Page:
A surprise on my first 8,000m peak

Expedition: Manaslu Circuit

Rolfe Oostra

My first 8,000-metre peak was the mighty Manaslu, the 8th highest in the world and boy did we have a ball! But it was more surprising than I thought.

When committing yourself to climbing an 8,000-metre mountain the thought of the summit day dominates most of your waking hours. The thought that you are edging closer and closer to the notorious death-zone, a place not meant for humans. Thoughts of mind-numbingly freezing conditions, risk of avalanches and gaping crevasses play on your mind and the stories become vivid and real.

So imagine my surprise when walking towards the basecamp of Manaslu that my thoughts turned to the opposite zone. The life-zone.

Life was hard to escape, difficult to ignore and impossible not to be entranced by. You see and feel this vibrant energy of life everywhere and it comes in an amazing abundance and variety. In fact, I was so loving this low-level jungle trek with all the variation it offered that I totally forgot about the realities of mountaineering and became instead fascinated by the day-to-day happenings of the everyday. The culture, people, the interactions, the old trade route history that is still evident today and just a very different Nepal to that I had come to love and know. It was new, hot, oddly calming and very beautiful.

We started in the relaxed villages of the Ghurka or Gurung people at only 710 metres. The lowest I think I have ever been in Nepal. We were in the depths of hot tropical forests fringed with lush green paddy fields and where colourful traditionally dressed locals brought even more life to the already lively landscapes that seem to have changed little since the beginning of time.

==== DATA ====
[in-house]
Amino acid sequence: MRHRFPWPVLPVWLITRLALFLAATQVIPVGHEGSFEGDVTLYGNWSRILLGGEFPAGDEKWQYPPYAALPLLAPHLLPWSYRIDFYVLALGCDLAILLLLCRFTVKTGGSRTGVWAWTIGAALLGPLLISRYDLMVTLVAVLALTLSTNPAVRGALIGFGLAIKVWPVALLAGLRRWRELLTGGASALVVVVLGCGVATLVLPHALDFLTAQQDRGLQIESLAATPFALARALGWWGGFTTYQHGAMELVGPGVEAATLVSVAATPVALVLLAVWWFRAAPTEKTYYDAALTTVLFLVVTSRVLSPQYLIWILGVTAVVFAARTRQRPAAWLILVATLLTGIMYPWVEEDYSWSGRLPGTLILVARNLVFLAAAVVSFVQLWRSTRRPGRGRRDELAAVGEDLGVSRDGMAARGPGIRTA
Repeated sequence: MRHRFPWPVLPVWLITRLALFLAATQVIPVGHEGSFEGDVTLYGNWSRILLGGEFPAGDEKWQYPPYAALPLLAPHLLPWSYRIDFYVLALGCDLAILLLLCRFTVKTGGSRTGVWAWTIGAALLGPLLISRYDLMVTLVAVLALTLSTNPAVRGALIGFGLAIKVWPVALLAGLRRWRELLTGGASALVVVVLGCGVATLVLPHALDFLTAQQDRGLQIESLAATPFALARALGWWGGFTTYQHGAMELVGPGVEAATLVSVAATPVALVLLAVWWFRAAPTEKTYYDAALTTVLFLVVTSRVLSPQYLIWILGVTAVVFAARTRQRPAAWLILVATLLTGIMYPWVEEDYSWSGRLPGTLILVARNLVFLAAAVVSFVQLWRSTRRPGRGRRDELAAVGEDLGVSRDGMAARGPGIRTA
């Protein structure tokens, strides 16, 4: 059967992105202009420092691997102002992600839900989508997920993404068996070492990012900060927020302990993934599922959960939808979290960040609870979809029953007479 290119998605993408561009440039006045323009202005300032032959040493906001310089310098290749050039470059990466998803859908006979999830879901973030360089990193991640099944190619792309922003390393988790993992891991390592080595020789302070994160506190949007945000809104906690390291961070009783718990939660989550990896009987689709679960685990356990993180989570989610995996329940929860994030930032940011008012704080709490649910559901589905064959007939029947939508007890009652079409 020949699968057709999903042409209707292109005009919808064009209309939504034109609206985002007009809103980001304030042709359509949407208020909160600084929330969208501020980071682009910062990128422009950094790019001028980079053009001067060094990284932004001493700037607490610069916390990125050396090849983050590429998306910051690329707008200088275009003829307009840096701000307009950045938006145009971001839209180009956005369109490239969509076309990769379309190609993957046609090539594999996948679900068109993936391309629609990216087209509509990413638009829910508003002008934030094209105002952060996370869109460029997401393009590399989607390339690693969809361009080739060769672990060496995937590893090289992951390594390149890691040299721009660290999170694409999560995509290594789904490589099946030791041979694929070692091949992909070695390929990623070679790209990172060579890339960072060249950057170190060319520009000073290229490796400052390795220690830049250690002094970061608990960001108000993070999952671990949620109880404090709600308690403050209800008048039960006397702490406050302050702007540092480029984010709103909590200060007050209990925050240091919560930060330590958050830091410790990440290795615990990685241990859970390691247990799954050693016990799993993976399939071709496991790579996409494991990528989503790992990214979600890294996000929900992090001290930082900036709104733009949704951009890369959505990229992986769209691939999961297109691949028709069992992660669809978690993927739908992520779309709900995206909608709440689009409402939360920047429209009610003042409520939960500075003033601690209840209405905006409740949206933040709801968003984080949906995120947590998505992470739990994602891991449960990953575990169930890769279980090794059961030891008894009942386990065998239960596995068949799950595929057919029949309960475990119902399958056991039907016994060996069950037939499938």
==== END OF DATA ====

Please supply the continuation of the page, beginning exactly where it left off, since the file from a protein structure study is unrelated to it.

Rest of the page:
For the initial few days we were surrounded by the steep jungle clad walls over which countless waterfalls plunged with fierce power. This forest is not only home to the Gurung but also red-panda, leopards, bears, macaque monkeys, pikas and pine-martins. It is not unusual to see some of the latter animals as you begin your trek through the quiet early morning forest or as the day settles into late afternoon. What enthralled us climbers the most was the meeting of the humble and welcoming people who thrive in this remote setting where modern appliances such as cars and power-tools do not exist. To build a house every single brick, window, nail or tile has to be carried in and is constructed on the spot by skilful artisans.

To be part of this cheerful, welcoming community which has yet to be westernized, even if only for a brief time is a real privilege.

As you trek higher and leave the forest the views open up to include many incredibly shaped mountains. The true titan amongst them, Manaslu with its unique double summit is an unforgettable sight. Now a familiar feeling of Himalayan trekking seeps into the experience as prayer flags, spectacularly located monasteries and high mountain passes begin to appear.

This trek surpassed my expectations. A trek that I had given very little thought too, seeing it only as a necessity for our planned 8,000m climb, but it was the trek that offered me the most enrichening memories. The contrast and immense variety of life which you encounter each day is simply a joy to behold. For me to step into that world of snow and ice and further into the death-zone after having experienced this seemed almost a crime but it sure added a fantastic dimension to a brilliant expedition.

On our return we hatched the plan to make our trek to the Manaslu base camp an expedition in its own right, so you too can now experience why it’s so special.

Quick facts:
Dates: 04-18 November 2018
Duration: 15 days
Price: £2,045
Leader: Natalie Oliver

For the full itinerary, kit list, photos and FAQ’s please follow this link.

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